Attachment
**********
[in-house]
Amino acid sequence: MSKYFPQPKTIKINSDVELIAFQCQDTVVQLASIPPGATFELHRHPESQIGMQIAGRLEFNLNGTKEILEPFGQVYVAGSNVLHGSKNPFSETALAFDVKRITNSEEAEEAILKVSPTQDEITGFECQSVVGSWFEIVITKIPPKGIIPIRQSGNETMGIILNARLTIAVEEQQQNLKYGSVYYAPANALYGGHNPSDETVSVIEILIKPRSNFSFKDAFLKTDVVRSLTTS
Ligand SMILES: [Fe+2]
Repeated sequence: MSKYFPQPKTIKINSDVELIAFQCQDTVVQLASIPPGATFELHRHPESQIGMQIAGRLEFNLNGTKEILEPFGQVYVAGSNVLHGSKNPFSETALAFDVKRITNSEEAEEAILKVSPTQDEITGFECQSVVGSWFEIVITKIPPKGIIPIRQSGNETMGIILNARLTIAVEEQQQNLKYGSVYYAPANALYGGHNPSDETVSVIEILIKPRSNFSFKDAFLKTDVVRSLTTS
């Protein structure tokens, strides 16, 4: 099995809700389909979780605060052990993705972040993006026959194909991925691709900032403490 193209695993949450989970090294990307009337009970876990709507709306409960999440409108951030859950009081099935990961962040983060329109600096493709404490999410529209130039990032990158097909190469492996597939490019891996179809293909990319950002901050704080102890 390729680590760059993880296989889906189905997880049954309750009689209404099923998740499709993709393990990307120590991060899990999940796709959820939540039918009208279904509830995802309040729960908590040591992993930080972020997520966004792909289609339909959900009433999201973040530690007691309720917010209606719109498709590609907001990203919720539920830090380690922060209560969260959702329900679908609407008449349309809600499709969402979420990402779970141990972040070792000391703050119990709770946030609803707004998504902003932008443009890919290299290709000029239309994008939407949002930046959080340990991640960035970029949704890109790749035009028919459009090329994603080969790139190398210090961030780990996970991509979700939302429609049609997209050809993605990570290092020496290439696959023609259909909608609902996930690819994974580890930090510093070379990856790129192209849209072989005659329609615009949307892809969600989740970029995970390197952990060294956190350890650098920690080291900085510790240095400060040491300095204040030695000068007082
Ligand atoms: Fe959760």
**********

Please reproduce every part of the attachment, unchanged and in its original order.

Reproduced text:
[in-house]
Amino acid sequence: MSKYFPQPKTIKINSDVELIAFQCQDTVVQLASIPPGATFELHRHPESQIGMQIAGRLEFNLNGTKEILEPFGQVYVAGSNVLHGSKNPFSETALAFDVKRITNSEEAEEAILKVSPTQDEITGFECQSVVGSWFEIVITKIPPKGIIPIRQSGNETMGIILNARLTIAVEEQQQNLKYGSVYYAPANALYGGHNPSDETVSVIEILIKPRSNFSFKDAFLKTDVVRSLTTS
Ligand SMILES: [Fe+2]
Repeated sequence: MSKYFPQPKTIKINSDVELIAFQCQDTVVQLASIPPGATFELHRHPESQIGMQIAGRLEFNLNGTKEILEPFGQVYVAGSNVLHGSKNPFSETALAFDVKRITNSEEAEEAILKVSPTQDEITGFECQSVVGSWFEIVITKIPPKGIIPIRQSGNETMGIILNARLTIAVEEQQQNLKYGSVYYAPANALYGGHNPSDETVSVIEILIKPRSNFSFKDAFLKTDVVRSLTTS
């Protein structure tokens, strides 16, 4: 099995809700389909979780605060052990993705972040993006026959194909991925691709900032403490 193209695993949450989970090294990307009337009970876990709507709306409960999440409108951030859950009081099935990961962040983060329109600096493709404490999410529209130039990032990158097909190469492996597939490019891996179809293909990319950002901050704080102890 390729680590760059993880296989889906189905997880049954309750009689209404099923998740499709993709393990990307120590991060899990999940796709959820939540039918009208279904509830995802309040729960908590040591992993930080972020997520966004792909289609339909959900009433999201973040530690007691309720917010209606719109498709590609907001990203919720539920830090380690922060209560969260959702329900679908609407008449349309809600499709969402979420990402779970141990972040070792000391703050119990709770946030609803707004998504902003932008443009890919290299290709000029239309994008939407949002930046959080340990991640960035970029949704890109790749035009028919459009090329994603080969790139190398210090961030780990996970991509979700939302429609049609997209050809993605990570290092020496290439696959023609259909909608609902996930690819994974580890930090510093070379990856790129192209849209072989005659329609615009949307892809969600989740970029995970390197952990060294956190350890650098920690080291900085510790240095400060040491300095204040030695000068007082
Ligand atoms: Fe959760």